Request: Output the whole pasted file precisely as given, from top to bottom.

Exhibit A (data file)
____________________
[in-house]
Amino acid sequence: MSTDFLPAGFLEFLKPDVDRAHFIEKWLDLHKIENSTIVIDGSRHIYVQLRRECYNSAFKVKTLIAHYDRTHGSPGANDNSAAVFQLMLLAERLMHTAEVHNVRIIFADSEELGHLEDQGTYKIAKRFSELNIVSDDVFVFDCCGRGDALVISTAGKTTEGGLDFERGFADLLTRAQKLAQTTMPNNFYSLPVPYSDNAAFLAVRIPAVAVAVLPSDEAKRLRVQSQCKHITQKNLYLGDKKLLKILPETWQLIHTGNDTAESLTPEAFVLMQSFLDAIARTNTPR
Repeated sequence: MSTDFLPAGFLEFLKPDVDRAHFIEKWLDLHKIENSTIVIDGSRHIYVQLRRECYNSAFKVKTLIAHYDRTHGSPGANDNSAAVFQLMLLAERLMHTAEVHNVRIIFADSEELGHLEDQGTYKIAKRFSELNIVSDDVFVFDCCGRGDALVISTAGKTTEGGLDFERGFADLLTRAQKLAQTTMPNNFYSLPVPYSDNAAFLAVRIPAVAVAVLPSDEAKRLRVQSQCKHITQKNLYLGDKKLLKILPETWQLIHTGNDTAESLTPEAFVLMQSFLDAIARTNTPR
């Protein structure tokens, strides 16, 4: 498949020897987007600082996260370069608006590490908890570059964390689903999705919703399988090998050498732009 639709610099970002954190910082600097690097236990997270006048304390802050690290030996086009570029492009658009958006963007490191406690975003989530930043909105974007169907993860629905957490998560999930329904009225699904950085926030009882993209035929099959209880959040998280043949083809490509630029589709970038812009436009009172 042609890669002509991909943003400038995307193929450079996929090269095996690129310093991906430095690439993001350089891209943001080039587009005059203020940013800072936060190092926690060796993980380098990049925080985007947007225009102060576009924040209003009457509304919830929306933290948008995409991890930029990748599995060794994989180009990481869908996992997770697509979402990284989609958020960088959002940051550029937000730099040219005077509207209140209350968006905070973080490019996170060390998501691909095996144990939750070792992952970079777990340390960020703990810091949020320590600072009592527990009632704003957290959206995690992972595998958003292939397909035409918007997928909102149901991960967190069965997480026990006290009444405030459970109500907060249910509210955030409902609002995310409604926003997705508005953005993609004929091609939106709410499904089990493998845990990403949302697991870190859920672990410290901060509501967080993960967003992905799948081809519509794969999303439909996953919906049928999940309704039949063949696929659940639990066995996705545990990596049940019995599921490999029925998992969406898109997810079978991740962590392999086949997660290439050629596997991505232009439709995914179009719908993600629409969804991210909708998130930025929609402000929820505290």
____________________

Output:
[in-house]
Amino acid sequence: MSTDFLPAGFLEFLKPDVDRAHFIEKWLDLHKIENSTIVIDGSRHIYVQLRRECYNSAFKVKTLIAHYDRTHGSPGANDNSAAVFQLMLLAERLMHTAEVHNVRIIFADSEELGHLEDQGTYKIAKRFSELNIVSDDVFVFDCCGRGDALVISTAGKTTEGGLDFERGFADLLTRAQKLAQTTMPNNFYSLPVPYSDNAAFLAVRIPAVAVAVLPSDEAKRLRVQSQCKHITQKNLYLGDKKLLKILPETWQLIHTGNDTAESLTPEAFVLMQSFLDAIARTNTPR
Repeated sequence: MSTDFLPAGFLEFLKPDVDRAHFIEKWLDLHKIENSTIVIDGSRHIYVQLRRECYNSAFKVKTLIAHYDRTHGSPGANDNSAAVFQLMLLAERLMHTAEVHNVRIIFADSEELGHLEDQGTYKIAKRFSELNIVSDDVFVFDCCGRGDALVISTAGKTTEGGLDFERGFADLLTRAQKLAQTTMPNNFYSLPVPYSDNAAFLAVRIPAVAVAVLPSDEAKRLRVQSQCKHITQKNLYLGDKKLLKILPETWQLIHTGNDTAESLTPEAFVLMQSFLDAIARTNTPR
């Protein structure tokens, strides 16, 4: 498949020897987007600082996260370069608006590490908890570059964390689903999705919703399988090998050498732009 639709610099970002954190910082600097690097236990997270006048304390802050690290030996086009570029492009658009958006963007490191406690975003989530930043909105974007169907993860629905957490998560999930329904009225699904950085926030009882993209035929099959209880959040998280043949083809490509630029589709970038812009436009009172 042609890669002509991909943003400038995307193929450079996929090269095996690129310093991906430095690439993001350089891209943001080039587009005059203020940013800072936060190092926690060796993980380098990049925080985007947007225009102060576009924040209003009457509304919830929306933290948008995409991890930029990748599995060794994989180009990481869908996992997770697509979402990284989609958020960088959002940051550029937000730099040219005077509207209140209350968006905070973080490019996170060390998501691909095996144990939750070792992952970079777990340390960020703990810091949020320590600072009592527990009632704003957290959206995690992972595998958003292939397909035409918007997928909102149901991960967190069965997480026990006290009444405030459970109500907060249910509210955030409902609002995310409604926003997705508005953005993609004929091609939106709410499904089990493998845990990403949302697991870190859920672990410290901060509501967080993960967003992905799948081809519509794969999303439909996953919906049928999940309704039949063949696929659940639990066995996705545990990596049940019995599921490999029925998992969406898109997810079978991740962590392999086949997660290439050629596997991505232009439709995914179009719908993600629409969804991210909708998130930025929609402000929820505290």